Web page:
Interview with richard samp of the washington legal foundationSaturday, June 28, 2014
‘Argentina seeks to show the world it wants to pay’
In an interview with the Herald, lawyer and chief counsel of the Washington Legal Foundation Richard Samp said he is hopeful a deal can be reached between both parties before July 30, when the country’s grace period to service debt due on June 30 ends. He also said it is clear Griesa is “angry” with Argentina and could hold the country in contempt if it tries to pay restructured bondholders.
What are the main conclusions from today’s meeting with Judge Griesa?
It sounds like he is very angry with Argentina. The country is looking for ways to avoid his injunction and that doesn’t make him happy. He banned banks from paying bondholders but I’m sure no bank would risk making a payment since that would increase his rage. The judge is losing his patience.
Could the country be considered in contempt of court?
Argentina is trying to avoid the order but Griesa wouldn’t necessary hold it in contempt of court until payments to bondholders are made. If Griesa decides that, he would issue a fine to Argentina that would be discussed in a new hearing. He can’t force the country to pay the fine but being in contempt of court wouldn’t make Argentina look very good to the rest of the world.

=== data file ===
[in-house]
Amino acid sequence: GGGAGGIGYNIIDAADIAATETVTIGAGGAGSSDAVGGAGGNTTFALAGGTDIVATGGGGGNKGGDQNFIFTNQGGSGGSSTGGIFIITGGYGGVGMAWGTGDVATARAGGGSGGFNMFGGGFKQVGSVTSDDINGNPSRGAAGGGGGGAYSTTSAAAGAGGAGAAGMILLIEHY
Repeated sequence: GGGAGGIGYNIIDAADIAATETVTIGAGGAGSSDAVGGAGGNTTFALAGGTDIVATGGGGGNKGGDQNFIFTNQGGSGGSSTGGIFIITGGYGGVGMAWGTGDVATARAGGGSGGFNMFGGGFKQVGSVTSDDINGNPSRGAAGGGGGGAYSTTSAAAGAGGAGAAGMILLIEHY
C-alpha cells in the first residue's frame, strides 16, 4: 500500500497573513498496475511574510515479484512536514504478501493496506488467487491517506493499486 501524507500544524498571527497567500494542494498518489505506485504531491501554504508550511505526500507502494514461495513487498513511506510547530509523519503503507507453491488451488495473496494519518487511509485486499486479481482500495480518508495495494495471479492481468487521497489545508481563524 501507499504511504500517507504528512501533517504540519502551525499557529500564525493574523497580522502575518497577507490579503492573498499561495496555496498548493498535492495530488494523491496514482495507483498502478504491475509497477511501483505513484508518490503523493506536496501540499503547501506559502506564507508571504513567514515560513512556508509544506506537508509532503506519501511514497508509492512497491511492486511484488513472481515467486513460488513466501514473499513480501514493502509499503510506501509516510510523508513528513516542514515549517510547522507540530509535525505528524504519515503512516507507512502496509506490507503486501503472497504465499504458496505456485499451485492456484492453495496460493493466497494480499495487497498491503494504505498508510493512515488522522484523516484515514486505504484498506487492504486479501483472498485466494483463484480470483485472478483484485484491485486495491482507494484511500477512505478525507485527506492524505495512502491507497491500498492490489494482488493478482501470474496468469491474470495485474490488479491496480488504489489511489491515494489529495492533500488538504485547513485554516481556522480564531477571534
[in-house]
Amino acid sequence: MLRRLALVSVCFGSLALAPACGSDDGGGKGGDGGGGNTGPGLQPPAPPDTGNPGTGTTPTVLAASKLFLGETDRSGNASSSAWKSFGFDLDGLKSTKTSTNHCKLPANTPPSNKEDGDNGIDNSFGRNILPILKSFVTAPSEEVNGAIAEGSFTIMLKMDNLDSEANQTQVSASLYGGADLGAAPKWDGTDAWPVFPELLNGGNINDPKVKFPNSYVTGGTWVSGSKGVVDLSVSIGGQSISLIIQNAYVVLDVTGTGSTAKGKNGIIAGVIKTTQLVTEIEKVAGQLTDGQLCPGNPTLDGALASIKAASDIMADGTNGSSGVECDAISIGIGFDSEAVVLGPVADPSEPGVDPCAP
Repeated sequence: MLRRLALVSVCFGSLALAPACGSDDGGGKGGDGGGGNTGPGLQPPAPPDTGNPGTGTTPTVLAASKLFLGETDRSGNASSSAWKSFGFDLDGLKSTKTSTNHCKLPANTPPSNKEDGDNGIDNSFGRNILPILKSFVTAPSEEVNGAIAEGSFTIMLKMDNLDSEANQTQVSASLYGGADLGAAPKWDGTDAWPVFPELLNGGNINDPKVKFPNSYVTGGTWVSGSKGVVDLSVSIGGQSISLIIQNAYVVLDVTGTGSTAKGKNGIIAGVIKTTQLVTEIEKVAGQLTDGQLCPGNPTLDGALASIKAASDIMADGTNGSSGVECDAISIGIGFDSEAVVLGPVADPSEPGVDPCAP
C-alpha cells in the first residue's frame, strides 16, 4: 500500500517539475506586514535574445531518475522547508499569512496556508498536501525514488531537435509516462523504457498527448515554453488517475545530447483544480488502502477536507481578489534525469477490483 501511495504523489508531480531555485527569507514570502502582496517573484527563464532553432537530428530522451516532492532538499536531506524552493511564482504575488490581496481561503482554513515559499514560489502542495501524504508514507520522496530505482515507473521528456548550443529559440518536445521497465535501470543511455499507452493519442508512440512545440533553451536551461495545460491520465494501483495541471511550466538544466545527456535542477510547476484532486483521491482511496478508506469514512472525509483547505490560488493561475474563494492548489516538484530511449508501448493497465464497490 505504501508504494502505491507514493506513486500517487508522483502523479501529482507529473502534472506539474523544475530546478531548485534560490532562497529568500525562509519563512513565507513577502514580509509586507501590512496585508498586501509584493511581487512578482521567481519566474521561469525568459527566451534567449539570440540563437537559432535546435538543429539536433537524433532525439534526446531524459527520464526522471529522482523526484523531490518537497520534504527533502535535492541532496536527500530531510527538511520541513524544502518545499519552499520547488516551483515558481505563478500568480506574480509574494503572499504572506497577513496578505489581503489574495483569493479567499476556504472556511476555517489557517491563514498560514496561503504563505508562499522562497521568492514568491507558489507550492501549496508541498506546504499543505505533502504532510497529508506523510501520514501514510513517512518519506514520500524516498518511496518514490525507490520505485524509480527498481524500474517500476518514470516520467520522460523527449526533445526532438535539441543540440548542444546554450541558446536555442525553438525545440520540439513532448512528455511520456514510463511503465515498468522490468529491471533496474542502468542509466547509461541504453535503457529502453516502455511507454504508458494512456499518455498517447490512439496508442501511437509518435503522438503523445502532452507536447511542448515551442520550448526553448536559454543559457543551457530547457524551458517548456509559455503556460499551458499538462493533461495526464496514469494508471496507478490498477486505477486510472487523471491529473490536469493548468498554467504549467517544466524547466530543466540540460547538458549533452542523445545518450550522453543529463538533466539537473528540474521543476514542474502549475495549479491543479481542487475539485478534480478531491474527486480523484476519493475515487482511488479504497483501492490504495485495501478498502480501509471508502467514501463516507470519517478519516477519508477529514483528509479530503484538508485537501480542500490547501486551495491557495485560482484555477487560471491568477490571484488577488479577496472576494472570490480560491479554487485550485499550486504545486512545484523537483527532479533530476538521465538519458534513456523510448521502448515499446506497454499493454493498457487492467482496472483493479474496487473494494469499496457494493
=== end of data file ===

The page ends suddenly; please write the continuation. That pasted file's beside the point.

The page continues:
Why did the government send the funds even though Griesa could have seized them?
Argentina wants the world to see that it’s doing everything in its power to pay its debts and that the country is being prohibited from doing that by Griesa.
Are you hopeful Argentina can achieve a solution through a negotiation?
I hope that after yesterday’s meeting a negotiation would be boosted by Argentina and the hedge funds. Nobody can win the case by fighting. I hope a settlement can be reached to solve this situation. But if Argentina does sign an agreement it could look as a defeat for President Cristina Fernández de Kirchner, who repetedly said she wouldn’t negotiate.
Will the country enter into a new default?
No, there can’t be a default until the 30-day grace period ends on July 30.
Could Griesa’s order to negotiate help Argentina argue that it was not voluntary and avoid claims under the infamous Rights Upon Future Offers (RUFO) clause, which forbids the country from voluntarily offering better terms than it gave the restructured bondholders?
Yes, indeed. The more that Argentina can demonstrate that any payments would be carried out due to a court order, the better argument it has to argue that RUFO should not apply.